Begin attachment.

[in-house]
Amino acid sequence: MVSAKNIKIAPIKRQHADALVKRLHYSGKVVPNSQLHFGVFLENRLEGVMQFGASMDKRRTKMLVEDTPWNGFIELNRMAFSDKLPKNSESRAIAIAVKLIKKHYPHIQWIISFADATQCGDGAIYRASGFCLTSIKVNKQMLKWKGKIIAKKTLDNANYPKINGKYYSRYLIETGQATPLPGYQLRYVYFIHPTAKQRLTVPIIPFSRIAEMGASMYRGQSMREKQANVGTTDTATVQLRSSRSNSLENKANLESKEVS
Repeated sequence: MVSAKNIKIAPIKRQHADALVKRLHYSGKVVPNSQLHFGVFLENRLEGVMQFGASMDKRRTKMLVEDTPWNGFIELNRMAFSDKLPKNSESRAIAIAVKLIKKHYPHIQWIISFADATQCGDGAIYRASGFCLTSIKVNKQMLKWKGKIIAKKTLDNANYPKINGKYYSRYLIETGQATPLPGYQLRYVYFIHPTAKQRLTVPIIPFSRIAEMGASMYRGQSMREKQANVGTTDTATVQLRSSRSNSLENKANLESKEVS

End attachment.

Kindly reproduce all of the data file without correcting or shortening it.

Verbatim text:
[in-house]
Amino acid sequence: MVSAKNIKIAPIKRQHADALVKRLHYSGKVVPNSQLHFGVFLENRLEGVMQFGASMDKRRTKMLVEDTPWNGFIELNRMAFSDKLPKNSESRAIAIAVKLIKKHYPHIQWIISFADATQCGDGAIYRASGFCLTSIKVNKQMLKWKGKIIAKKTLDNANYPKINGKYYSRYLIETGQATPLPGYQLRYVYFIHPTAKQRLTVPIIPFSRIAEMGASMYRGQSMREKQANVGTTDTATVQLRSSRSNSLENKANLESKEVS
Repeated sequence: MVSAKNIKIAPIKRQHADALVKRLHYSGKVVPNSQLHFGVFLENRLEGVMQFGASMDKRRTKMLVEDTPWNGFIELNRMAFSDKLPKNSESRAIAIAVKLIKKHYPHIQWIISFADATQCGDGAIYRASGFCLTSIKVNKQMLKWKGKIIAKKTLDNANYPKINGKYYSRYLIETGQATPLPGYQLRYVYFIHPTAKQRLTVPIIPFSRIAEMGASMYRGQSMREKQANVGTTDTATVQLRSSRSNSLENKANLESKEVS